Building Critical Resources for Health and Economic Gain

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State-of-the-art research facilities that encourage interaction and collaboration among scientists; cutting-edge instruments that enable breakthrough discoveries; powerful computers and programs that process and store massive amounts of data; highly skilled scientists, technicians and students — these are key ingredients for a thriving research environment.

Establishing this critical infrastructure not only advances science and medicine but also spurs economic growth. Investments in research create new positions for scientists and support staff, advance discoveries, and promote education in science and medicine, all of which lead to better health and a more productive workforce. Construction of research buildings requires many workers, from architects and builders to facility and technical staff. Jobs in engineering, manufacturing and sales result from the purchase of laboratory equipment and reagents.

The far-reaching economic impact of investments in research is one reason the American Recovery and Reinvestment Act (ARRA) of 2009 provides $10.4 billion to NIH in two years. NCRR will administer more than $1.6 billion in ARRA grants in several areas, including $1 billion for construction, repair and renovation of research facilities; $300 million for shared instrumentation and other equipment; and up to $310 million in support of biomedical research priorities.

Some NCRR ARRA-funded grants already have been awarded; their impact on job creation, economic growth, and advances in science and medicine will become clear in the months and years ahead. For now, past examples from institutions that received similar grants provide a look at what the future may hold.


In San Juan, the University of Puerto Rico, Río Piedras Campus, received Extramural Research Facilities Improvement grants (C06 construction grants) from NCRR in 2000 and 2002. The university combined these grants with commonwealth funds to begin construction of a 152,000-square-foot research facility. "It will be the first building in Puerto Rico to be designed and built exclusively to support research," said Emma Fernández, vice president for research and technology at the University of Puerto Rico (UPR), the first public university in the commonwealth. "This building is an icon for the knowledge-based economy Puerto Rico wants to pursue."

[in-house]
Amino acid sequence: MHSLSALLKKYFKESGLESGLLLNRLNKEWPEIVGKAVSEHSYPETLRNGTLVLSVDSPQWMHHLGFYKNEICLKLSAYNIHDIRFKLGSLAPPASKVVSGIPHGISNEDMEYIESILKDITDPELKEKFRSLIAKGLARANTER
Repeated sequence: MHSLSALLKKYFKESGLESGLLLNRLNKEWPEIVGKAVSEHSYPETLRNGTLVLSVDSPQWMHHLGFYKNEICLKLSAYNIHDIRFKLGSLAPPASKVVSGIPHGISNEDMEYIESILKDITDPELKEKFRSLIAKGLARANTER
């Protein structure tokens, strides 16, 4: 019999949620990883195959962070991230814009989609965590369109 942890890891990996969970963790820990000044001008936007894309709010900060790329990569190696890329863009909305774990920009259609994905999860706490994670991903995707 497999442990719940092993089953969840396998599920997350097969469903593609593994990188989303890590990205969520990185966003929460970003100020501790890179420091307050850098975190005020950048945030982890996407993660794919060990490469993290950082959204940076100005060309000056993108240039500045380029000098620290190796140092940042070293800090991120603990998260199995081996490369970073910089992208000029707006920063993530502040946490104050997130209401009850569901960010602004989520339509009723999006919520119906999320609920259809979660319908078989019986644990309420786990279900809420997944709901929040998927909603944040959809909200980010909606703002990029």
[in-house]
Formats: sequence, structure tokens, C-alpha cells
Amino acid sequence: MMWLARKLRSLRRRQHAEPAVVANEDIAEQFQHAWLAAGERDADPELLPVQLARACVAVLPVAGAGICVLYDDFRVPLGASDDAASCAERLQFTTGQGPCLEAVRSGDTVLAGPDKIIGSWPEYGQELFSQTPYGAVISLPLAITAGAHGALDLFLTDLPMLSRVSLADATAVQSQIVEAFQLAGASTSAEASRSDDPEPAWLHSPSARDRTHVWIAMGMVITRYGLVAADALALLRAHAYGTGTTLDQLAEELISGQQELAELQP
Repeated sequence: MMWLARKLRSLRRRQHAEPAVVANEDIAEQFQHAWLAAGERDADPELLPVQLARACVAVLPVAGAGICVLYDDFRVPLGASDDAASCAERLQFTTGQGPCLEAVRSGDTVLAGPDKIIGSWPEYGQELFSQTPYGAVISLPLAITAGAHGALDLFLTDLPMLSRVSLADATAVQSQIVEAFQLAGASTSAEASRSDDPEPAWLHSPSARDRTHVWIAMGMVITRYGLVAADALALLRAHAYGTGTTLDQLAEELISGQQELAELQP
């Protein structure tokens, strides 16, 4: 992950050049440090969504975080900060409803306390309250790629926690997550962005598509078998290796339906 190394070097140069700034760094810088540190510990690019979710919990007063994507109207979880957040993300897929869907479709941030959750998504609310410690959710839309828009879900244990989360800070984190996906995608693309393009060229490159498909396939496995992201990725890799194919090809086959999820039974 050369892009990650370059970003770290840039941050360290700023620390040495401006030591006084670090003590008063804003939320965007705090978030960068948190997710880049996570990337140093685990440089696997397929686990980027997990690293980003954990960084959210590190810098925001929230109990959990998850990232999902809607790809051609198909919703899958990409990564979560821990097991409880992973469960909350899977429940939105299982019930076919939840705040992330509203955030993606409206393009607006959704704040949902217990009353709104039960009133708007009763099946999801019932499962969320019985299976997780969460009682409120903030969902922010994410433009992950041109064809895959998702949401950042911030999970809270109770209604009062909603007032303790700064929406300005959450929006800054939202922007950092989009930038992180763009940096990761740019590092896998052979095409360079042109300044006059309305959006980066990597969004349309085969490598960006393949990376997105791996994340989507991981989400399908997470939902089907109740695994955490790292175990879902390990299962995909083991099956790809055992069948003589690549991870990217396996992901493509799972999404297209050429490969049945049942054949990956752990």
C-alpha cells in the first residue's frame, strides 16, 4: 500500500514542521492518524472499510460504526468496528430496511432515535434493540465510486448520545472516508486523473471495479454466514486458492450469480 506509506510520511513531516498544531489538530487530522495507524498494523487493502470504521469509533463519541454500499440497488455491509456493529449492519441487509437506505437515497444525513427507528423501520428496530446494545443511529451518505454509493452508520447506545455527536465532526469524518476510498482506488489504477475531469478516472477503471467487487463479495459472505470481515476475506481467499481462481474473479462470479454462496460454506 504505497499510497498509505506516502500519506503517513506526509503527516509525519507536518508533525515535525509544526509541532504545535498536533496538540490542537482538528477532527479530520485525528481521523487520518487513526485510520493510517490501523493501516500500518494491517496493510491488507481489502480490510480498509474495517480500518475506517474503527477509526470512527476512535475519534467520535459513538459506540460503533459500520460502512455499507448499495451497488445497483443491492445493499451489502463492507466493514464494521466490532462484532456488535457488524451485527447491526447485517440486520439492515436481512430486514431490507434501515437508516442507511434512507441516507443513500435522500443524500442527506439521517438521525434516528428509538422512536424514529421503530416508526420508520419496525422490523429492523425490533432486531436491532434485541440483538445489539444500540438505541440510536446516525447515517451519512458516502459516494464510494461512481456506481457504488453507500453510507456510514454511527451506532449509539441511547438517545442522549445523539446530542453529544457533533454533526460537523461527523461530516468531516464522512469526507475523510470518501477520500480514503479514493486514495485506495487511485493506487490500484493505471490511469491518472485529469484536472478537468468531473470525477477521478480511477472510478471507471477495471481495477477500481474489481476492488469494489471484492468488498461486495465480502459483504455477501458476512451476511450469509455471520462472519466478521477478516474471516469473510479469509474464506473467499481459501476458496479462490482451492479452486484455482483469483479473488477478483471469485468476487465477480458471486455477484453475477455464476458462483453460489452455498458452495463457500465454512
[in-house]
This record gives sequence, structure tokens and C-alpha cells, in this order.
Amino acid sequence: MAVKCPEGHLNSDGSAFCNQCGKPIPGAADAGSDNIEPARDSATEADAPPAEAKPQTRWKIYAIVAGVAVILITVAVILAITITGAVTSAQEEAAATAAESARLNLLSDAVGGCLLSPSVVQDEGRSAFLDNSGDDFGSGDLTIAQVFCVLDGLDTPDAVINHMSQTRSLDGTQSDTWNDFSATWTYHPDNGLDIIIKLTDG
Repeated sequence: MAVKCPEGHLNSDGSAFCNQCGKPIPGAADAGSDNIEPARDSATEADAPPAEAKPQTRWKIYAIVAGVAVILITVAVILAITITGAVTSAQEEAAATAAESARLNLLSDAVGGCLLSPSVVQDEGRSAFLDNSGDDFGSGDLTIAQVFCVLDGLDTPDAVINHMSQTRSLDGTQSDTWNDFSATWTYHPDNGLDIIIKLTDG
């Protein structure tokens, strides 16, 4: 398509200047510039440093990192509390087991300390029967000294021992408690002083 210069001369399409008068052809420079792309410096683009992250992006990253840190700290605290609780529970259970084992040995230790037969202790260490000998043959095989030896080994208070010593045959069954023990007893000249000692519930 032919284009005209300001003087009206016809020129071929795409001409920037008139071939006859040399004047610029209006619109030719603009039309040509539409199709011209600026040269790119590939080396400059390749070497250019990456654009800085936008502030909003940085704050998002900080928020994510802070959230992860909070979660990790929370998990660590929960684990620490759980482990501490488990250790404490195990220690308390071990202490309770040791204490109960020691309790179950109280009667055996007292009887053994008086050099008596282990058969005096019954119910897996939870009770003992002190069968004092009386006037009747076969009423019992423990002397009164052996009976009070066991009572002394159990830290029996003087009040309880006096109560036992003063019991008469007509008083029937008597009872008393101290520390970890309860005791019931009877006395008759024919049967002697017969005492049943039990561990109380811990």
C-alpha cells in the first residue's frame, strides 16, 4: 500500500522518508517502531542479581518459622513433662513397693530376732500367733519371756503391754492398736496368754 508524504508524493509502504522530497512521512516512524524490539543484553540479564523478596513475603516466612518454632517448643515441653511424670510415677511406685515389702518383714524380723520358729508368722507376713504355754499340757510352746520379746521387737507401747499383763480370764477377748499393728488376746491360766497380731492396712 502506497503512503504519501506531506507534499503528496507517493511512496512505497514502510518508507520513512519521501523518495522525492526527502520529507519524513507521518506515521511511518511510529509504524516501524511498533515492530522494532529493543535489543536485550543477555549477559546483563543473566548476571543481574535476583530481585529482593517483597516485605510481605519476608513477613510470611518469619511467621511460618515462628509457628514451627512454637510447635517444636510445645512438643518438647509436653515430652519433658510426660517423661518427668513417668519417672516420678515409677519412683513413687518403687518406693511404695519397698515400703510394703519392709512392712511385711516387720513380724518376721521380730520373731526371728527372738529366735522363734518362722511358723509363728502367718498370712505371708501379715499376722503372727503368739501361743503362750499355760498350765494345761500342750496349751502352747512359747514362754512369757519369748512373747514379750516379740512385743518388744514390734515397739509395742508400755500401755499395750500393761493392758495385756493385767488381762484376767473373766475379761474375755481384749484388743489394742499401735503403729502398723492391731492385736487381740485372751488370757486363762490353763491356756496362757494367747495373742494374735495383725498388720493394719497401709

UPR matched each $2 million NCRR grant, which gave the Río Piedras Campus $8 million to start construction. The government of Puerto Rico then provided an additional $25 million for the building, and UPR added $35 million to reach the total construction cost of $68 million. "It is a great example of what can be achieved with federal grants if you can leverage that money with government and university funds," Fernández said.

The first phase of construction, to be completed in December 2009, will produce 12 laboratories for research in neuroscience, cancer and molecular studies. "To support that research, we are focusing on state-of-the-art technologies, such as proteomics, nanotechnology and molecular genetics," Fernández explained.
Architects used the latest concepts in laboratory design to give the building flexible work spaces and natural lighting. They also plan to add green concept elements (see "Going Green") to obtain certification from the U.S. Green Building Council's Leadership in Energy and Environmental Design.

The Río Piedras Campus' research standing has greatly advanced in recent years. "Since the 1980s, we have doubled external funding every five years, and NCRR has played a significant role in that growth," Fernández noted. UPR also has received NCRR support through the Research Centers in Minority Institutions program, which builds research capacity at minority institutions, and the Institutional Development Award program, which fosters health-related research in areas where NIH support historically has been low.

The new Río Piedras facility will give UPR another major boost. "Visiting professors can come to the university to share and exchange ideas with students, and we can hire new faculty with expertise in the areas we want to pursue," Fernández explained.
The new building also will be a boon to the pharmaceutical and biotech industries — two of the main economic drivers in Puerto Rico. "The new building will allow us to provide some joint activities," Fernández said. "It will allow us to conduct translational research and develop applications that can be transferred to industry."

Situated between the Río Piedras and Medical Sciences campuses, the new research building will facilitate interaction between basic and clinical researchers. Fernández added that "the building shows the university's commitment to research and development and its understanding of the importance that research has for the population — especially research for diseases that affect the population of Puerto Rico and other underserved groups."

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